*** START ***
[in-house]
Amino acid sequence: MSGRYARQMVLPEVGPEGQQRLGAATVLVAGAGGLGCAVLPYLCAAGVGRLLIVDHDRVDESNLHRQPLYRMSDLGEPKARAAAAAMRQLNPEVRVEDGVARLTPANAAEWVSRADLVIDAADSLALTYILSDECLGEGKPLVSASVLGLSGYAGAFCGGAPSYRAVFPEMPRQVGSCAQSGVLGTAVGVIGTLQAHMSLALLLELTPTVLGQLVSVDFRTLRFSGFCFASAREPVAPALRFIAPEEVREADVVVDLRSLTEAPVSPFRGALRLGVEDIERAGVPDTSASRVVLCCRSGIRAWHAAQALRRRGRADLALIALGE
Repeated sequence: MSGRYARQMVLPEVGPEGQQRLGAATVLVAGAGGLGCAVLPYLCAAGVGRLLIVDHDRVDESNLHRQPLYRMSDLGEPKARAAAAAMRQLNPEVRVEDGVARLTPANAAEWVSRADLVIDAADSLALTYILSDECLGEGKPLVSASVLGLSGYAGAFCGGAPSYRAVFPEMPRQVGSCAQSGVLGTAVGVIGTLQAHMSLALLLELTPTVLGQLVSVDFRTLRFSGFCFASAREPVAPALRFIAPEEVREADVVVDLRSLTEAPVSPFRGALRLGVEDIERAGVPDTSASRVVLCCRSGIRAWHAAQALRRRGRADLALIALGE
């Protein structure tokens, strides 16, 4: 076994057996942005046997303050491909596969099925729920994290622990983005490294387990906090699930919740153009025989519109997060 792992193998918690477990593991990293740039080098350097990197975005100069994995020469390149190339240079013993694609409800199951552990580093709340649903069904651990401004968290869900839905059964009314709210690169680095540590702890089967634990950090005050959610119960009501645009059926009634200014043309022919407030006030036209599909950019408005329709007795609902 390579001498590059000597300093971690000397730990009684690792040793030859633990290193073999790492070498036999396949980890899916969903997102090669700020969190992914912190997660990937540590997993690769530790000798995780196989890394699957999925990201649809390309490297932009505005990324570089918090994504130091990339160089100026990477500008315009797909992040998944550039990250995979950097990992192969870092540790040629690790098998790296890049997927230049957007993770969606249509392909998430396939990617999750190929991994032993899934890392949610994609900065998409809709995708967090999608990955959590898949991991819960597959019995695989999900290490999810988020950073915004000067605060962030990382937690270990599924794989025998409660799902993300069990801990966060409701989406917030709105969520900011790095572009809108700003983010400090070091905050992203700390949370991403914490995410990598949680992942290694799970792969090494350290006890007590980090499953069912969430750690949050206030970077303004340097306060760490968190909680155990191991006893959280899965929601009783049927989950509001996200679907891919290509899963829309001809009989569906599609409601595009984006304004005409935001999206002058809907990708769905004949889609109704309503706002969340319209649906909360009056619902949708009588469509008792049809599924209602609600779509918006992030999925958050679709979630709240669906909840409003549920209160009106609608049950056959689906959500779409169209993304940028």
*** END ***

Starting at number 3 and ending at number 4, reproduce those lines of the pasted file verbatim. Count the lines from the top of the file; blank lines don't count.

Repeated sequence: MSGRYARQMVLPEVGPEGQQRLGAATVLVAGAGGLGCAVLPYLCAAGVGRLLIVDHDRVDESNLHRQPLYRMSDLGEPKARAAAAAMRQLNPEVRVEDGVARLTPANAAEWVSRADLVIDAADSLALTYILSDECLGEGKPLVSASVLGLSGYAGAFCGGAPSYRAVFPEMPRQVGSCAQSGVLGTAVGVIGTLQAHMSLALLLELTPTVLGQLVSVDFRTLRFSGFCFASAREPVAPALRFIAPEEVREADVVVDLRSLTEAPVSPFRGALRLGVEDIERAGVPDTSASRVVLCCRSGIRAWHAAQALRRRGRADLALIALGE
């Protein structure tokens, strides 16, 4: 076994057996942005046997303050491909596969099925729920994290622990983005490294387990906090699930919740153009025989519109997060 792992193998918690477990593991990293740039080098350097990197975005100069994995020469390149190339240079013993694609409800199951552990580093709340649903069904651990401004968290869900839905059964009314709210690169680095540590702890089967634990950090005050959610119960009501645009059926009634200014043309022919407030006030036209599909950019408005329709007795609902 390579001498590059000597300093971690000397730990009684690792040793030859633990290193073999790492070498036999396949980890899916969903997102090669700020969190992914912190997660990937540590997993690769530790000798995780196989890394699957999925990201649809390309490297932009505005990324570089918090994504130091990339160089100026990477500008315009797909992040998944550039990250995979950097990992192969870092540790040629690790098998790296890049997927230049957007993770969606249509392909998430396939990617999750190929991994032993899934890392949610994609900065998409809709995708967090999608990955959590898949991991819960597959019995695989999900290490999810988020950073915004000067605060962030990382937690270990599924794989025998409660799902993300069990801990966060409701989406917030709105969520900011790095572009809108700003983010400090070091905050992203700390949370991403914490995410990598949680992942290694799970792969090494350290006890007590980090499953069912969430750690949050206030970077303004340097306060760490968190909680155990191991006893959280899965929601009783049927989950509001996200679907891919290509899963829309001809009989569906599609409601595009984006304004005409935001999206002058809907990708769905004949889609109704309503706002969340319209649906909360009056619902949708009588469509008792049809599924209602609600779509918006992030999925958050679709979630709240669906909840409003549920209160009106609608049950056959689906959500779409169209993304940028």